New York City's Child-Welfare System Under Scrutiny
RENEE MONTAGNE, Host:
Officials there announced reforms this week, following the death of a 7-year-old girl, allegedly killed by her stepfather. Now, some experts are voicing concerns about the City's emphasis on keeping families together. From member station WNYC, Cindy Rodriguez reports.
CINDY RODRIGUEZ: Ellen O'Hara supervises prevention workers at Good Shepherd Services, which counsels families who've been investigated by child protective caseworkers.
ELLEN O: Over the years, the paperwork has kind of increased, the caseload has increased, what you have to work on with the family has increased. You're often the only one working with a family.
RODRIGUEZ: O'Hara says she's uncomfortable with the number of high-risk cases referred to her office. A 50-year old woman with serious psychiatric issues and a drug problem stands out in her mind. The woman had ten children, some had already been taken away from her, and others were adults. One six-year-old was in her care; that child as found alone, in Manhattan, by Police. O'Hara says child protective caseworkers investigating the mother told her counselors to provide parenting classes for the woman.
HARA: It's just so, mess, the complexity of this. And I was really upset. It just really felt like we were by ourselves being given, like, a loaded gun.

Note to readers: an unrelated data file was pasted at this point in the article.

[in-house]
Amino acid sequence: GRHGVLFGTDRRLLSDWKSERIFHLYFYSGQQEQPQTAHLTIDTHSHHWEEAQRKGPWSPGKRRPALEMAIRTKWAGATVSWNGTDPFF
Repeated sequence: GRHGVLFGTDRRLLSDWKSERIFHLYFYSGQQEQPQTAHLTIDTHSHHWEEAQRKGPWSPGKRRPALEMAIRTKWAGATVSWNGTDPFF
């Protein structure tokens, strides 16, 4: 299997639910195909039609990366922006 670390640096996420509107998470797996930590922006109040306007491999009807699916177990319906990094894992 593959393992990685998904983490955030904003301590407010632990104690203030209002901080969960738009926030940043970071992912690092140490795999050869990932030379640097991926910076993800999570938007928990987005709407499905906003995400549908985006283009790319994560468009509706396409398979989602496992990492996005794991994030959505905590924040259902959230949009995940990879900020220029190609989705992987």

RODRIGUEZ: Between January and October of 2005, city child protective caseworkers substantiated about 13,400 reports of abuse. More than 30% of those families were referred to programs like O'Hara's, and 12% to 15% were sent to foster care. Complaints that cases are too high risk have been echoed by a group representing all major nonprofits in the city that provide prevention services. O'Hara says these organizations need city child protective caseworkers to stay involved.
HARA: We need to take them with lots of other supports in place. Where we're not the only ones monitoring, are they going for their medication, are they going for their drug treatment, are they going for their psychiatric appointments?
RODRIGUEZ: O'Hara says city child protective caseworkers should force families to attend programs, because right now, a family's participation is generally voluntary. Marsha Robinson-Lawry, the head of Children's Rights, Inc., a national child advocacy organization, says most prevention programs across the country work closely with agencies that investigate child abuse.
MARSHA ROBINSON: In most of the systems, there really is a link, and there's continued accountability with regard to whether a family is cooperating, because sometimes, of course, a mistake is made, and the system needs to know that very quickly.
RODRIGUEZ: John Maddingly is the Commissioner of the Administration for Children's Services, the city agency that oversees the child's welfare system.
JOHN MADDINGLY: I am convinced, and I've been here sixteen months, that there has been no direction given from the top of this agency to emphasize one decision over the other.
RODRIGUEZ: From NPR News, I'm Cindy Rodriguez, in New York.
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